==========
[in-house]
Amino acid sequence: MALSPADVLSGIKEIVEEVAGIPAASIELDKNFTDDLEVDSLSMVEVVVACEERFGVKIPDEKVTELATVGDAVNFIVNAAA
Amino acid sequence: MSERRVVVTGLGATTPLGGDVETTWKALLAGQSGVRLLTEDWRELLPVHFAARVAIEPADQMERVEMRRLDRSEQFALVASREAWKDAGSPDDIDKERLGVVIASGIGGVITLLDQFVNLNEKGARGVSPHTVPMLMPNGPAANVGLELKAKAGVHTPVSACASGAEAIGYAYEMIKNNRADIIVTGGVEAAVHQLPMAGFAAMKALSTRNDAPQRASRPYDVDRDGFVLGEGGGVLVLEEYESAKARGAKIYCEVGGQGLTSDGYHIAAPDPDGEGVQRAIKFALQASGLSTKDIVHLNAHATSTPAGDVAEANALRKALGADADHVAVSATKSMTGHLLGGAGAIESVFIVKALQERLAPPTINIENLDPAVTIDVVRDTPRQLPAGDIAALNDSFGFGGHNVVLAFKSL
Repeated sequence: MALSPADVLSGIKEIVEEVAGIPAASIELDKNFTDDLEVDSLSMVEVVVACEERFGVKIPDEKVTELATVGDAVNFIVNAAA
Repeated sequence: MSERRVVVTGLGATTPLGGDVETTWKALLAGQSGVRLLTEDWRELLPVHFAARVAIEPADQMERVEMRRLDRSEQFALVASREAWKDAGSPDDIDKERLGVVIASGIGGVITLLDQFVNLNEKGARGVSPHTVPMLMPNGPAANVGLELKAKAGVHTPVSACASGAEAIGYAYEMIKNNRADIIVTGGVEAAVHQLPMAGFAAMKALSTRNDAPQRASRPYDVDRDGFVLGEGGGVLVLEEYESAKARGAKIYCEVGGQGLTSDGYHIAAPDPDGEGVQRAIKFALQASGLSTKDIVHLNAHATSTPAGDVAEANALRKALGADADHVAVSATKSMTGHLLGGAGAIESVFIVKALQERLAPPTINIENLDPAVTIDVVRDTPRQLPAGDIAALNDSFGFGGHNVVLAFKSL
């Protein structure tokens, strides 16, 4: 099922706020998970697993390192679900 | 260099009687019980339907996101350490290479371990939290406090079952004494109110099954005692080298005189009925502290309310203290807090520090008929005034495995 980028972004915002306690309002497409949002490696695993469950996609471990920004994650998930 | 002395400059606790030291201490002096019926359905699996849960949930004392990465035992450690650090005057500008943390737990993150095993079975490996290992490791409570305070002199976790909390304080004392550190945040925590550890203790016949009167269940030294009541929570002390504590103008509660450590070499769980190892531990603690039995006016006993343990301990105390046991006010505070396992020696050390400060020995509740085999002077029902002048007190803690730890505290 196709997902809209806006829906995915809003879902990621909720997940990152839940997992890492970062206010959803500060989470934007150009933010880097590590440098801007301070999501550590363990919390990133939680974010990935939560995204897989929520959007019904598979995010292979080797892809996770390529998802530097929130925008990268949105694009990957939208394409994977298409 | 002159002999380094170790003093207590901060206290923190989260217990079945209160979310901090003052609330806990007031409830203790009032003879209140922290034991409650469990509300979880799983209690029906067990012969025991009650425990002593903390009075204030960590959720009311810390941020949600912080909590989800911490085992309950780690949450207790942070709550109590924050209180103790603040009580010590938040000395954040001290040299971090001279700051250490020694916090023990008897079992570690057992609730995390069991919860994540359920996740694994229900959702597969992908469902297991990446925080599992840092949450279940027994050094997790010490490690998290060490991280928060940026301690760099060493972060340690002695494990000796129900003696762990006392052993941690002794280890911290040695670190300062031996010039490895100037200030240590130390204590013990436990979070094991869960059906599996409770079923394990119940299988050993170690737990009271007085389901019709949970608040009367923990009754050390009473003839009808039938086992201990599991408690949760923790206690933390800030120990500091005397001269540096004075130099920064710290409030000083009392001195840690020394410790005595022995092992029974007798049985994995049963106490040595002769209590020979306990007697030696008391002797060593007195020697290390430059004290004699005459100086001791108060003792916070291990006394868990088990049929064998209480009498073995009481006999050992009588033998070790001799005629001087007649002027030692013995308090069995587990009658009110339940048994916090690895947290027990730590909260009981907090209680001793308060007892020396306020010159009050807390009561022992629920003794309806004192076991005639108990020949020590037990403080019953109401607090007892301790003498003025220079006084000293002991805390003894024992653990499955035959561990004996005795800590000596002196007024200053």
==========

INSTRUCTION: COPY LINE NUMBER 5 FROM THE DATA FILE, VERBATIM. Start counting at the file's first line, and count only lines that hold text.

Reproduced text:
Repeated sequence: MSERRVVVTGLGATTPLGGDVETTWKALLAGQSGVRLLTEDWRELLPVHFAARVAIEPADQMERVEMRRLDRSEQFALVASREAWKDAGSPDDIDKERLGVVIASGIGGVITLLDQFVNLNEKGARGVSPHTVPMLMPNGPAANVGLELKAKAGVHTPVSACASGAEAIGYAYEMIKNNRADIIVTGGVEAAVHQLPMAGFAAMKALSTRNDAPQRASRPYDVDRDGFVLGEGGGVLVLEEYESAKARGAKIYCEVGGQGLTSDGYHIAAPDPDGEGVQRAIKFALQASGLSTKDIVHLNAHATSTPAGDVAEANALRKALGADADHVAVSATKSMTGHLLGGAGAIESVFIVKALQERLAPPTINIENLDPAVTIDVVRDTPRQLPAGDIAALNDSFGFGGHNVVLAFKSL